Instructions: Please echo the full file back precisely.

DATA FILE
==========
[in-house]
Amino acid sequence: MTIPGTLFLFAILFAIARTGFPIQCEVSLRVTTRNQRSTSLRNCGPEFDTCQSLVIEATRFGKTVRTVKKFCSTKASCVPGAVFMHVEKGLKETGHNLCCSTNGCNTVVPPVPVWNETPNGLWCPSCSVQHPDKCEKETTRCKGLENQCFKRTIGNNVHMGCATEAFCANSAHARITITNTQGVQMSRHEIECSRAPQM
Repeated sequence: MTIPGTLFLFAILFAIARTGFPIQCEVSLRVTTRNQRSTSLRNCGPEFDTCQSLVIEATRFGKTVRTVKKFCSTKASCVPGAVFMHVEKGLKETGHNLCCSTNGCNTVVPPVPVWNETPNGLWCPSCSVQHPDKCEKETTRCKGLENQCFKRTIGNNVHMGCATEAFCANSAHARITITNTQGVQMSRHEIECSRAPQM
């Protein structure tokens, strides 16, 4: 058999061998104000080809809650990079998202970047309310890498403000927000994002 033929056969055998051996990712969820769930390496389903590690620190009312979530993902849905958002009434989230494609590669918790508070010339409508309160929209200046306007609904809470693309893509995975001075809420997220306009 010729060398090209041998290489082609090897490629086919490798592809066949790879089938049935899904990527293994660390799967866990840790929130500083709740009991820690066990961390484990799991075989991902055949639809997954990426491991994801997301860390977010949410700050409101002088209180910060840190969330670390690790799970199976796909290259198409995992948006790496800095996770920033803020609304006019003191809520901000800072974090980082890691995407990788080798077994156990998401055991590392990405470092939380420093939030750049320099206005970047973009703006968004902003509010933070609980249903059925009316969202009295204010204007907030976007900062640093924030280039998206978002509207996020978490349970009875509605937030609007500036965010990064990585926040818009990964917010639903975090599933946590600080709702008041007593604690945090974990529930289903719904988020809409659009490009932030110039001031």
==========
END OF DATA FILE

[in-house]
Amino acid sequence: MTIPGTLFLFAILFAIARTGFPIQCEVSLRVTTRNQRSTSLRNCGPEFDTCQSLVIEATRFGKTVRTVKKFCSTKASCVPGAVFMHVEKGLKETGHNLCCSTNGCNTVVPPVPVWNETPNGLWCPSCSVQHPDKCEKETTRCKGLENQCFKRTIGNNVHMGCATEAFCANSAHARITITNTQGVQMSRHEIECSRAPQM
Repeated sequence: MTIPGTLFLFAILFAIARTGFPIQCEVSLRVTTRNQRSTSLRNCGPEFDTCQSLVIEATRFGKTVRTVKKFCSTKASCVPGAVFMHVEKGLKETGHNLCCSTNGCNTVVPPVPVWNETPNGLWCPSCSVQHPDKCEKETTRCKGLENQCFKRTIGNNVHMGCATEAFCANSAHARITITNTQGVQMSRHEIECSRAPQM
């Protein structure tokens, strides 16, 4: 058999061998104000080809809650990079998202970047309310890498403000927000994002 033929056969055998051996990712969820769930390496389903590690620190009312979530993902849905958002009434989230494609590669918790508070010339409508309160929209200046306007609904809470693309893509995975001075809420997220306009 010729060398090209041998290489082609090897490629086919490798592809066949790879089938049935899904990527293994660390799967866990840790929130500083709740009991820690066990961390484990799991075989991902055949639809997954990426491991994801997301860390977010949410700050409101002088209180910060840190969330670390690790799970199976796909290259198409995992948006790496800095996770920033803020609304006019003191809520901000800072974090980082890691995407990788080798077994156990998401055991590392990405470092939380420093939030750049320099206005970047973009703006968004902003509010933070609980249903059925009316969202009295204010204007907030976007900062640093924030280039998206978002509207996020978490349970009875509605937030609007500036965010990064990585926040818009990964917010639903975090599933946590600080709702008041007593604690945090974990529930289903719904988020809409659009490009932030110039001031």